When Men Revile You . . .

I’m the first to admit that I’m not always the humble, even-keeled guy I ought to be. I’m very opinionated and very outspoken about those opinions. I often find myself diving headlong into online debates about politics and, occasionally, religion . . . admittedly, sometimes when I probably ought to keep my mouth shut. But no matter how passionate I am about a particular subject, I always try to express myself in a polite, respectful, honest way that reflects my Christian values.

I dove into one of these debates recently on a friend’s Facebook wall. The topic began with an innocent post on the subject of people’s sometimes overly-sanctimonious ‘keep Christ in Christmas’ posts, but the comment thread quickly turned to a broader discussion of the original basis for a number of Christmas traditions—including a number of pre-Christian Roman, Nordic, and Pagan festivals. I covered this same basic topic back around Halloween, but I had some time to write up a reply and posted it. I also added my opinion on the subject of holiday-season political correctness and the double-standard with which it is usually applied (i.e., ‘Merry Christmas’ is branded intolerant, but ‘Happy Hanukkah’ or ‘Happy Eid al-Adha’ or ‘Happy Kwanzaa’ are all considered perfectly acceptable).

Anyway, that’s neither here nor there. What stunned me was one the the replies I received:

“Scott Bradford, you are an absolute LIAR. Which is pretty much what I’d expect from a Christian.”
– Bill Wodenhelm

The curious thing about it was that my comment had pretty much concurred with everything Wodenhelm had said earlier in the thread, but expressed a different conclusion from the same set of facts. Of course Christian tradition and practice was influenced by the European cultures it took root in. Wodenhelm took this to mean that Christianity had usurped—through violence and suppression—those faiths and cultures. I took it to mean that when these people converted to Christianity, mostly through their own free choice, they took elements of their preceding cultures and traditions with them.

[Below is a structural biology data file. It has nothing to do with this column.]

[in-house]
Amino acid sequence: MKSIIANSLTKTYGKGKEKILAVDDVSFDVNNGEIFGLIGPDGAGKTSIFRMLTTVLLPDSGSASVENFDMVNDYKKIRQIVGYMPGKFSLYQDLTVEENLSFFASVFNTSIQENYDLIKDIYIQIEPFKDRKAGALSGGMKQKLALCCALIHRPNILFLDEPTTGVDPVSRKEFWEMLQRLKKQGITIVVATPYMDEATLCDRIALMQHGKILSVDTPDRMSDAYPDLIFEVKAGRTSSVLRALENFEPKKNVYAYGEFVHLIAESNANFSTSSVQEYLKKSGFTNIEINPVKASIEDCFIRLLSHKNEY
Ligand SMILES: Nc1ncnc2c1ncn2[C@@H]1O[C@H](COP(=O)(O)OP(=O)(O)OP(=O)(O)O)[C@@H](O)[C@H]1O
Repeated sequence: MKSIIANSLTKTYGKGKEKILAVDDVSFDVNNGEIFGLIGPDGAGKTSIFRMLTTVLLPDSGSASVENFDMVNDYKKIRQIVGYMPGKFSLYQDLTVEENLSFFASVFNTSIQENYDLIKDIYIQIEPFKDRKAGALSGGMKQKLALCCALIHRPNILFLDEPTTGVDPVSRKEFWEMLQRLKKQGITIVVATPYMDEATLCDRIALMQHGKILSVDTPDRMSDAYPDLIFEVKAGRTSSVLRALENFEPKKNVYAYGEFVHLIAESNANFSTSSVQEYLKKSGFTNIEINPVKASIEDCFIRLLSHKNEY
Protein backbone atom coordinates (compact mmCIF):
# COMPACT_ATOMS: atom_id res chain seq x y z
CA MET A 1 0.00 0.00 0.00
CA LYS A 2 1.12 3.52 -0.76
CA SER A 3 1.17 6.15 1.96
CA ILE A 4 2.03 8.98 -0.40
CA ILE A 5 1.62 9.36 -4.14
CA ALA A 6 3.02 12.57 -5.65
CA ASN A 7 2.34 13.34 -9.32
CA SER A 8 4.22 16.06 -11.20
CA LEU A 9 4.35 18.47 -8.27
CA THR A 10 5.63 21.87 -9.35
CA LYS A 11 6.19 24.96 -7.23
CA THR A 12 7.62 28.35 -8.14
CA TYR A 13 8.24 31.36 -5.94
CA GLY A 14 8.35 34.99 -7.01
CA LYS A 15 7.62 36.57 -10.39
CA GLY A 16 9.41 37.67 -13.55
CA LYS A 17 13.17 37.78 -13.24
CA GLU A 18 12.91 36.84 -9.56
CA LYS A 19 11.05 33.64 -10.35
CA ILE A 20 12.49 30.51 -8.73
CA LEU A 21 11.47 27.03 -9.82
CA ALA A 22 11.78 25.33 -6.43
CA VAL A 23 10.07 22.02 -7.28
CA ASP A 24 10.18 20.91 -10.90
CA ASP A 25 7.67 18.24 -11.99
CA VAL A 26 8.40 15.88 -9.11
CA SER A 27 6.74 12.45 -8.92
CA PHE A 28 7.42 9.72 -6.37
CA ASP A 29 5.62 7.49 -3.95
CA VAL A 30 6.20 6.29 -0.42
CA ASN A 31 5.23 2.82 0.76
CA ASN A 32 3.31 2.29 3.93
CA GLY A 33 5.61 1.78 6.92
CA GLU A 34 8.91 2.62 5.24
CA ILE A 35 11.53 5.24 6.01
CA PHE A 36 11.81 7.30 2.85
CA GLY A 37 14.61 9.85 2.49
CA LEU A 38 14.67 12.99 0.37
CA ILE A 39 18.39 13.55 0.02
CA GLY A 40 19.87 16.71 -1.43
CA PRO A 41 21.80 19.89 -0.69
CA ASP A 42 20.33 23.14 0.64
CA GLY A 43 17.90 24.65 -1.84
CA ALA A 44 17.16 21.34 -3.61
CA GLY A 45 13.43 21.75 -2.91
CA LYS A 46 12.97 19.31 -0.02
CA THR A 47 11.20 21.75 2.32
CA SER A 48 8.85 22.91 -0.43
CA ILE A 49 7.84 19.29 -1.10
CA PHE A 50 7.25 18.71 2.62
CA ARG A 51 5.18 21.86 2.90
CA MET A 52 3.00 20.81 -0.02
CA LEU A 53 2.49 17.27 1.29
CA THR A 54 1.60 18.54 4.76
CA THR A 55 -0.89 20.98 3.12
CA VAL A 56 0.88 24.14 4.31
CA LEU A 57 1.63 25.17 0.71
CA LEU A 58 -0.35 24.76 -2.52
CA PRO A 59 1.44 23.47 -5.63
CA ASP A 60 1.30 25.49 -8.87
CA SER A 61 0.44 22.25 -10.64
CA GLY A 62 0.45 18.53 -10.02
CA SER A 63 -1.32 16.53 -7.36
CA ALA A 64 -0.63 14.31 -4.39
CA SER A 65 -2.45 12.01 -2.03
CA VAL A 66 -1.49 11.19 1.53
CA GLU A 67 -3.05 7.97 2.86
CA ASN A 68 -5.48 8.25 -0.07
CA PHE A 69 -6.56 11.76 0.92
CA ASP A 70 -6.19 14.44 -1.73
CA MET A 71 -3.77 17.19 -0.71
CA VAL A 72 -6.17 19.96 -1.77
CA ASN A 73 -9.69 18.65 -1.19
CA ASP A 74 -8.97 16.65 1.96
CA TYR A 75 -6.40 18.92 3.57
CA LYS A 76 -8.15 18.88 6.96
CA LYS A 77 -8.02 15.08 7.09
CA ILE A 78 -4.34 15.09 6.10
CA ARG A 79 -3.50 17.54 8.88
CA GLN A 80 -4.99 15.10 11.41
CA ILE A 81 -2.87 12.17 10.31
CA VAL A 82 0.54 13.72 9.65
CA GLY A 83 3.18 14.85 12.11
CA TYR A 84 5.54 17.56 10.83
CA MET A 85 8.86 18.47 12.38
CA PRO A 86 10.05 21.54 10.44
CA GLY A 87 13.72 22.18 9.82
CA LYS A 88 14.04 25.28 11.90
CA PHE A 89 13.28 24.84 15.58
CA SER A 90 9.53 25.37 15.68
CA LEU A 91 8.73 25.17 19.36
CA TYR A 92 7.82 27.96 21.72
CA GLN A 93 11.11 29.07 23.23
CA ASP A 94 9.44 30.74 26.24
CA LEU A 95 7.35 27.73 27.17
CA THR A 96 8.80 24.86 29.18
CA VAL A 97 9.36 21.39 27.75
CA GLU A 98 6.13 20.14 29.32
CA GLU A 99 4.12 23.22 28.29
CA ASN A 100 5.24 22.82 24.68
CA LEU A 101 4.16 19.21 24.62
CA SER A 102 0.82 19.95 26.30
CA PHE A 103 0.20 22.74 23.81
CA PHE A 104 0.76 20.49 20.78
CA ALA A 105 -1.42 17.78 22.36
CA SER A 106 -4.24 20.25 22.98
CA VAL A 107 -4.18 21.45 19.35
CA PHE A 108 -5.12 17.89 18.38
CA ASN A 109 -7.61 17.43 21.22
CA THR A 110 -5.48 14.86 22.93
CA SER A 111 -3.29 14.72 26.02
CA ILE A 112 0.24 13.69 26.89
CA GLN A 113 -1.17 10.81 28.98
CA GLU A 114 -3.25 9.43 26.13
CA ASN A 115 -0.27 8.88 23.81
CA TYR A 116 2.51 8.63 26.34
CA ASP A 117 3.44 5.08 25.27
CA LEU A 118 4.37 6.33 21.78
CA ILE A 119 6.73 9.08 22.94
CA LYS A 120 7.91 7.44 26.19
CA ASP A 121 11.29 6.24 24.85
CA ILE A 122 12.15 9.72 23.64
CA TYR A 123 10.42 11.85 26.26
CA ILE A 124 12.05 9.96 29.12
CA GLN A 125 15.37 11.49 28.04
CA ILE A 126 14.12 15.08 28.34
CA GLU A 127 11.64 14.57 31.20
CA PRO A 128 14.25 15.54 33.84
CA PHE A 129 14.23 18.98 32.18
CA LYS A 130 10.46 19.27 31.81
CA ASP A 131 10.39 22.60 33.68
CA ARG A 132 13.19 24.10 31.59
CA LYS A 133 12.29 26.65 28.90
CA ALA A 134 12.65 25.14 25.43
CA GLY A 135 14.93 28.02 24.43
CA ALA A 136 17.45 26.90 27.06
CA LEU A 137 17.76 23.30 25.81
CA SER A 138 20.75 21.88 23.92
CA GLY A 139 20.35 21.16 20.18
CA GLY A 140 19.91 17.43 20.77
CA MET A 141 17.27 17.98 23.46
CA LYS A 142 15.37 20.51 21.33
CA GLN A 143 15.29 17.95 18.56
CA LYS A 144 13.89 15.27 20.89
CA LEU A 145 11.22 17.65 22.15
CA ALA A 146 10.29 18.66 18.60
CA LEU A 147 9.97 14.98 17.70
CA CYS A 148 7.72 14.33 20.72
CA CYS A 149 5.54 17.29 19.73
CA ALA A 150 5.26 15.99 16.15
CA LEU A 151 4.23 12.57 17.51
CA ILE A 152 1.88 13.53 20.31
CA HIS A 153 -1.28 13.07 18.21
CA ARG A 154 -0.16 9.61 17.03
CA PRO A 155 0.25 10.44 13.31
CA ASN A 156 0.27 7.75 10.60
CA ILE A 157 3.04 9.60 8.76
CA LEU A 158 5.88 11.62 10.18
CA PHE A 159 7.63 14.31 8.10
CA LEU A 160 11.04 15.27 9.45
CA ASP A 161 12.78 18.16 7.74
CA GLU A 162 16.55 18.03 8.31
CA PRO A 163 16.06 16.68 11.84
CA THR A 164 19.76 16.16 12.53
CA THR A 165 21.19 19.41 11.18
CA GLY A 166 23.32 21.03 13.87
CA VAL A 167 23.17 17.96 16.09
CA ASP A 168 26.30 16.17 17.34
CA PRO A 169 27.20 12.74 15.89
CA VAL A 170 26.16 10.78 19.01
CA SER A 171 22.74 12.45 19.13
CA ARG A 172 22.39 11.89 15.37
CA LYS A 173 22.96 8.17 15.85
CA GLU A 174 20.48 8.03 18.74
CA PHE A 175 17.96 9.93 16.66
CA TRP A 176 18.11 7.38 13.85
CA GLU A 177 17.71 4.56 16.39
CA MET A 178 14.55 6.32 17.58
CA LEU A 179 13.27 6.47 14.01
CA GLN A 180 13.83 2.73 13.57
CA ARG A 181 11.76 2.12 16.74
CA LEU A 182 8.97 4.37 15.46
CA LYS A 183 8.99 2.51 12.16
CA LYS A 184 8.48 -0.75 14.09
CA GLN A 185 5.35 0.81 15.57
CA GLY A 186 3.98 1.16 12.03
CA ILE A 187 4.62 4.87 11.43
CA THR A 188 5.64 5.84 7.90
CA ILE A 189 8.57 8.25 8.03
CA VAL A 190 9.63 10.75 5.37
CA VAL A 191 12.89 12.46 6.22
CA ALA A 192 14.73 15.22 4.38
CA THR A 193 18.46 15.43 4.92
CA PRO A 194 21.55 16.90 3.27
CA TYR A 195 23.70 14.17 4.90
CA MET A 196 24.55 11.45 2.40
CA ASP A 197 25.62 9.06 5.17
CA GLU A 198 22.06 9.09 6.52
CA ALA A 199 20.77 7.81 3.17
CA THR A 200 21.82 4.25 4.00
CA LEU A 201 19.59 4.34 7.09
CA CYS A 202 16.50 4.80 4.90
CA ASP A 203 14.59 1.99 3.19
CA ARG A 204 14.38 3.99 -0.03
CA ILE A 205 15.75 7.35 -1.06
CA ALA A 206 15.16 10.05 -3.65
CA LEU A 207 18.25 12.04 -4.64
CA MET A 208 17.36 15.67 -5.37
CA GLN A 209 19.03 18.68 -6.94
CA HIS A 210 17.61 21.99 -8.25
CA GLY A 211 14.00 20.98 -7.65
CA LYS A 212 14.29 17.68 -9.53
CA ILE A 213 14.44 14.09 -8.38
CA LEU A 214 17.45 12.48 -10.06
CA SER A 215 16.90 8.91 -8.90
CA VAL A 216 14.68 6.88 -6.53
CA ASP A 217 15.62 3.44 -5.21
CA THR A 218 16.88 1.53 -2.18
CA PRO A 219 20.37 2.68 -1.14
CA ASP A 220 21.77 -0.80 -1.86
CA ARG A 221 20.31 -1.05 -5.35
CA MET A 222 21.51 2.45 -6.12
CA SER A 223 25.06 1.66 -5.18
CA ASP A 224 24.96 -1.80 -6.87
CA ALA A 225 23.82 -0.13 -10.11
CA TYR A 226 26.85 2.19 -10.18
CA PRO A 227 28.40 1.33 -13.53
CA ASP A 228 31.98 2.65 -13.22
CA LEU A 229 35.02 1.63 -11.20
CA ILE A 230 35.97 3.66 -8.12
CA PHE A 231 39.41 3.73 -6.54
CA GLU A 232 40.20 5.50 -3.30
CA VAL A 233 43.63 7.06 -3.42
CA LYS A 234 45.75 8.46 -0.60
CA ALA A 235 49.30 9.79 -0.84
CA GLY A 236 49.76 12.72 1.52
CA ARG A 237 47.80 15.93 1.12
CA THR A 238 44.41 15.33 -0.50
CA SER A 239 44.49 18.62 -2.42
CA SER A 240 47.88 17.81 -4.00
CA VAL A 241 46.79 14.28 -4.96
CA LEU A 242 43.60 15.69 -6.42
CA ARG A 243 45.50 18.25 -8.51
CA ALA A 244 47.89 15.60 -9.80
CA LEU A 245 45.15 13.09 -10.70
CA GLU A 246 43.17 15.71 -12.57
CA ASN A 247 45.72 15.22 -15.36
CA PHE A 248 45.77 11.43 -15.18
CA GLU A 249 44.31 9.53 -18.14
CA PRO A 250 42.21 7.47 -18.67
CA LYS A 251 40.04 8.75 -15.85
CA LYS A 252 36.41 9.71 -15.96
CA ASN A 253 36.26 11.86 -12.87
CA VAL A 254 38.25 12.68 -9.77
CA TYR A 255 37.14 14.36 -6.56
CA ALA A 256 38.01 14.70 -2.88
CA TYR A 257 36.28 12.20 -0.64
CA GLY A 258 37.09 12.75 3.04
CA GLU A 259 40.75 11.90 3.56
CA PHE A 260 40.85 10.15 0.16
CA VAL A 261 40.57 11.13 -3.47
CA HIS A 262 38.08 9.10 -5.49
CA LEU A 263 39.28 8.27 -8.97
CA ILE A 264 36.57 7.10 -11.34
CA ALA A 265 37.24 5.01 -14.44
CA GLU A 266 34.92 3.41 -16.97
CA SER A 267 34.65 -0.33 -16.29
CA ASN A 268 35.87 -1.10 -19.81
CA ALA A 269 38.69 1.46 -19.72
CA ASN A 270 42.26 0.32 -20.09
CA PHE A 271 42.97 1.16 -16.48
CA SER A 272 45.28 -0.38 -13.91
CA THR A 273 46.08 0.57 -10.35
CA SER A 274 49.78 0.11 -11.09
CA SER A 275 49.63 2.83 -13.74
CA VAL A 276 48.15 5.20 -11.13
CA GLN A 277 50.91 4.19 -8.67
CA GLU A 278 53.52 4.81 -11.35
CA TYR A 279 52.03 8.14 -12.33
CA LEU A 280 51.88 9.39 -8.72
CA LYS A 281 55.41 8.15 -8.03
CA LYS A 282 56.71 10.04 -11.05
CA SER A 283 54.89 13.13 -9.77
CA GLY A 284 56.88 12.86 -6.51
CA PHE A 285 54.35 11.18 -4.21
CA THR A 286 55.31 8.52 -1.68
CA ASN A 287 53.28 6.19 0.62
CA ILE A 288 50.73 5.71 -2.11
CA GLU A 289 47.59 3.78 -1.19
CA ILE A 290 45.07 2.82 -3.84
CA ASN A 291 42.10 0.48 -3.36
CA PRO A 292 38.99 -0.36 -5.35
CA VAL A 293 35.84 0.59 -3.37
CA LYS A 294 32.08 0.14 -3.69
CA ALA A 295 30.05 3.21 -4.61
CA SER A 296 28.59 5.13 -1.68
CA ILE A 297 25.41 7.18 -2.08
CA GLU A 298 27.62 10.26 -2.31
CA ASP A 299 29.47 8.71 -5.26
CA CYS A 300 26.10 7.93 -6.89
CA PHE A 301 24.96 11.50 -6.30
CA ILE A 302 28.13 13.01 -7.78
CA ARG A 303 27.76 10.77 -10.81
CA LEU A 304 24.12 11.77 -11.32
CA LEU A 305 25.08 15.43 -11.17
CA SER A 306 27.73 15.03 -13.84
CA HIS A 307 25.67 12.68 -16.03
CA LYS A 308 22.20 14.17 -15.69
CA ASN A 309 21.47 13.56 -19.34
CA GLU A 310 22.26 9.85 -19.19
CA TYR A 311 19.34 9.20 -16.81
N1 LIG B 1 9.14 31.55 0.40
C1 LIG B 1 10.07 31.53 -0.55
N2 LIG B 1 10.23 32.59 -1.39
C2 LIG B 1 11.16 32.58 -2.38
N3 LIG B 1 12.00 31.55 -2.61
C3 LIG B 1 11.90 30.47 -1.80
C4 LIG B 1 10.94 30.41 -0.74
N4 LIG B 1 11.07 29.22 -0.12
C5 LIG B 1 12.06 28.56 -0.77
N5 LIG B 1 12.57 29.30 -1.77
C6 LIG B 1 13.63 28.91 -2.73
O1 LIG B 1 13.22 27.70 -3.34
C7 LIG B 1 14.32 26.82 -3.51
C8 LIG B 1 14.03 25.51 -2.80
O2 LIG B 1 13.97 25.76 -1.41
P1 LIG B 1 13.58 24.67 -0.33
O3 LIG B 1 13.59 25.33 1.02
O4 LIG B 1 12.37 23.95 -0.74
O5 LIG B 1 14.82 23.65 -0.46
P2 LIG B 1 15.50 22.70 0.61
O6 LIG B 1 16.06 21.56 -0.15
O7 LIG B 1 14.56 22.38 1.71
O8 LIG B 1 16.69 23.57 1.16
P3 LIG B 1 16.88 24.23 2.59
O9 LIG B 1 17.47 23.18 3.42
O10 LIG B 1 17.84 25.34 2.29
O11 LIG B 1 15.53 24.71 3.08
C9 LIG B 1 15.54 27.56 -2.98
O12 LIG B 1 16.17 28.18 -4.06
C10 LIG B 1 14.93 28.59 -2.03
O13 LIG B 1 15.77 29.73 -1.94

I believe that my position is supported by the bulk of the historical evidence, while Wodenhelm’s is not. Although there have certainly been inexcusable examples of conversion-by-force and religious suppression in Christendom, the overwhelming majority of Christianity’s growth happened because people learned about Christianity, liked it, and decided to join. In fact, the Church has traditionally grown fastest and spread furthest in the eras when it was viciously persecuted by the powers-that-be. In other words, it has thrived most amid its own persecution, not through persecuting others. Those who wish to trample upon Christianity today should bear this in mind.

You are, of course, free to disagree with me. You could argue that I’m misguided, or incorrect, or that I’m drawing erroneous conclusions, or whatever. I will not be offended by any of this, provided you express your disagreement with some civility and respect. You are free to present evidence to the contrary and engage me in a debate on this (or any other) topic any time you like. But I hope that you have enough sense not to conflate honest disagreement with a lie. I can state, unequivocally, that I do not lie—most certainly not about history or the Church. I’m sure I have at-times been mistaken, but that is a distinctly different thing.